The following questions and answers may inspire you to call Rebecca to discuss a plan that is right for you.
What is a will and why do I need one?
The cornerstone to anybody’s estate planning is a written last will and testament. A will is a legal document that outlines how you want your estate handled when you die. In a will you get to name who gets your property (a beneficiary), who will be left in charge (the executor), who is designated to care for minor children (the guardian), whether you want to delay gifts until a beneficiary reaches a certain age or benchmark (using a trust) and you could include tax–planning provisions. You can also establish a pet trust in your will, make gifts to your favorite charity and minimize someone contesting your wishes. Thus, a will is a versatile tool to insure that your wishes are carried out when you are not there to do so.
No will? Not your way.
If there is no will, your next of kin may have to employ a more expensive and difficult process to handle your estate. The court will appoint who will be in charge and will distribute your assets by Texas law according to preset rules without regard to your wishes or particular family circumstances. This can take more time and require more expense because your survivors will not be able to take advantage of streamlined processes available for independent executors.
If you are in a non–traditional relationship, the biggest reason you should have a will is because you and your partner have NO legal rights unless they are in writing. Your relationship is not recognized under Texas law. Thus, if you die without a will, your “heirs at law” will be your beneficiaries, not your partner. That means your children or parents or siblings have a legal right to inherit your home, bank account, personal property, car, all of your assets. Your partner is not classified as an “heir” under Texas law and will receive nothing unless you put it in an enforceable written will.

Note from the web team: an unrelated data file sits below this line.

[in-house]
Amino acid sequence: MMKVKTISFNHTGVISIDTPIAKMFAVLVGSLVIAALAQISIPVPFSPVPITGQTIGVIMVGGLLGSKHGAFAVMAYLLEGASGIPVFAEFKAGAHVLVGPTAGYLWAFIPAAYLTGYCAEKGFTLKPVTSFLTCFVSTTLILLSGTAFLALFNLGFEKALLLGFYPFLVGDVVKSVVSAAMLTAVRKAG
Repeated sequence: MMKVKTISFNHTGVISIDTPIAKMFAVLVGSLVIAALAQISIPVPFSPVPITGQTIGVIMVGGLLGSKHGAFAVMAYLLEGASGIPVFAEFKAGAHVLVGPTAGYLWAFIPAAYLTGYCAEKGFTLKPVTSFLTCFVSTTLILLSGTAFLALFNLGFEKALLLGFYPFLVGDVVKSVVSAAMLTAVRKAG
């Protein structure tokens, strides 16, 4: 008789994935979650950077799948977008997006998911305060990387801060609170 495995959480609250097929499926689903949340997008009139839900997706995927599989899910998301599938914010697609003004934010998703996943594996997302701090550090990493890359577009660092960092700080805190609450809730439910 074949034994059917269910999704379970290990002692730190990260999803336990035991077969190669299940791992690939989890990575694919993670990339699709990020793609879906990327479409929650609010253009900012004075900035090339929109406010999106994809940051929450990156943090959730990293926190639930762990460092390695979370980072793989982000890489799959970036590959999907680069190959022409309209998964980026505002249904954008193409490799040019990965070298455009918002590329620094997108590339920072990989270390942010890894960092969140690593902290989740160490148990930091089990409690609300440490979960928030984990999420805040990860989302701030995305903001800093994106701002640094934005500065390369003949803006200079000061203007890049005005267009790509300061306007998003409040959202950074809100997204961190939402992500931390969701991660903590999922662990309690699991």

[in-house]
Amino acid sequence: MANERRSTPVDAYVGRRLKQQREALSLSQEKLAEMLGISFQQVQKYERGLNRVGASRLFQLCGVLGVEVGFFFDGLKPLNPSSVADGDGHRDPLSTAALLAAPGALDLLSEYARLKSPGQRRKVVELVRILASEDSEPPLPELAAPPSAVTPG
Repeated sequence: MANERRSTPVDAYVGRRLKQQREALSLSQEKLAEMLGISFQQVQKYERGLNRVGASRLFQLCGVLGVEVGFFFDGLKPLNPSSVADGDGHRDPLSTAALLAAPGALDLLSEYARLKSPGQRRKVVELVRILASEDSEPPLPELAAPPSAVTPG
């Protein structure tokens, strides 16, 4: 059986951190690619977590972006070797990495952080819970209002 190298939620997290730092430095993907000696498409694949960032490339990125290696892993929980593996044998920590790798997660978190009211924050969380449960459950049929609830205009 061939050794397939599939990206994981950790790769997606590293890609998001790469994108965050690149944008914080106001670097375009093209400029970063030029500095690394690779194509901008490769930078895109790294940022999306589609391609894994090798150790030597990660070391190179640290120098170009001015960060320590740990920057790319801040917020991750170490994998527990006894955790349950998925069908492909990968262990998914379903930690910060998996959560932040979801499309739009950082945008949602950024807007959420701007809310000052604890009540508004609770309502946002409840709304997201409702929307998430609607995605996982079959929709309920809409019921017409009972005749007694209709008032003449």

Why can’t I just do a will on the Internet?
Internet wills are like spam. Lots of it, little use. You may wonder why a will from the Internet wouldn’t work. There are several pitfalls to that strategy. First, each state has its own legal requirements for a valid will. Thus, Texas residents want a document that complies with Texas law, not another state’s. A Texas lawyer who drafts wills and related documents (often called an estate planner) will be familiar with the Texas requirements and can insure that your document is legally enforceable. Remember that Internet services which promote fast and cheap wills seek to sell as many as possible so they are necessarily broad and vague. If you have children, a blended family, particular wishes about your assets or affairs or any nuance at all, a cookie–cutter will is simply insufficient. Also, if you do not get your will properly signed, witnessed or notarized in strict compliance with Texas law, it may not be admissible at all. And because you are not there to explain what you intended, there are no do–overs. Your survivors may inherit more headache than harmony and will contests frequently result. Finally, if you have a question about a generic document, will the 1–800 help desk in another country be able to answer your questions? Or ensure that the will is properly executed in Texas to minimize later cost or expense for your survivors? Or be there for your partner to probate the will?
An attorney–drafted Texas-tailored will is the best protection for your family, your relationship and for carrying out your wishes. A carefully crafted will can also include a no contest provision and other strategies to discourage a family member from meddling in your stated wishes.
A will sounds expensive.
Actually, a properly drafted estate plan is surprisingly affordable. How much depends on your particular circumstances, much like an automobile. Until your estate planner knows what features are right for you, it is hard to estimate cost. Rebecca Covell will meet with you for an initial consultation at no cost and can then estimate the fees involved. Finally, ask yourself, how much is security for my family worth?